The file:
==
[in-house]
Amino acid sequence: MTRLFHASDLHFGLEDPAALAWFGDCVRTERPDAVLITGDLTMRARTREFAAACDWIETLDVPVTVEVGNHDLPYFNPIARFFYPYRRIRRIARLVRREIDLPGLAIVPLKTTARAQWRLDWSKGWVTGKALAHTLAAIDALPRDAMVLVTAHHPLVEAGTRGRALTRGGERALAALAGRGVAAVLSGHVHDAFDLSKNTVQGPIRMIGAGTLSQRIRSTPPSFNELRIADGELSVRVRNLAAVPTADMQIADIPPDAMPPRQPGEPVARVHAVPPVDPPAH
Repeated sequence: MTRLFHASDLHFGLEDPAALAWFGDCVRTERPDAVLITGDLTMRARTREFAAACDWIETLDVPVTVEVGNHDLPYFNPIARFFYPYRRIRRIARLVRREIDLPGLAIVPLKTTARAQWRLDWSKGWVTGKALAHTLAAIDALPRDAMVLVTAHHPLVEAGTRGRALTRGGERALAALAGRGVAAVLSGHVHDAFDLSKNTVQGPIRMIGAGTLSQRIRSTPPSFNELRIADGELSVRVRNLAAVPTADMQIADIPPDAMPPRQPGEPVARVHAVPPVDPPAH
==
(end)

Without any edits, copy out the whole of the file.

[in-house]
Amino acid sequence: MTRLFHASDLHFGLEDPAALAWFGDCVRTERPDAVLITGDLTMRARTREFAAACDWIETLDVPVTVEVGNHDLPYFNPIARFFYPYRRIRRIARLVRREIDLPGLAIVPLKTTARAQWRLDWSKGWVTGKALAHTLAAIDALPRDAMVLVTAHHPLVEAGTRGRALTRGGERALAALAGRGVAAVLSGHVHDAFDLSKNTVQGPIRMIGAGTLSQRIRSTPPSFNELRIADGELSVRVRNLAAVPTADMQIADIPPDAMPPRQPGEPVARVHAVPPVDPPAH
Repeated sequence: MTRLFHASDLHFGLEDPAALAWFGDCVRTERPDAVLITGDLTMRARTREFAAACDWIETLDVPVTVEVGNHDLPYFNPIARFFYPYRRIRRIARLVRREIDLPGLAIVPLKTTARAQWRLDWSKGWVTGKALAHTLAAIDALPRDAMVLVTAHHPLVEAGTRGRALTRGGERALAALAGRGVAAVLSGHVHDAFDLSKNTVQGPIRMIGAGTLSQRIRSTPPSFNELRIADGELSVRVRNLAAVPTADMQIADIPPDAMPPRQPGEPVARVHAVPPVDPPAH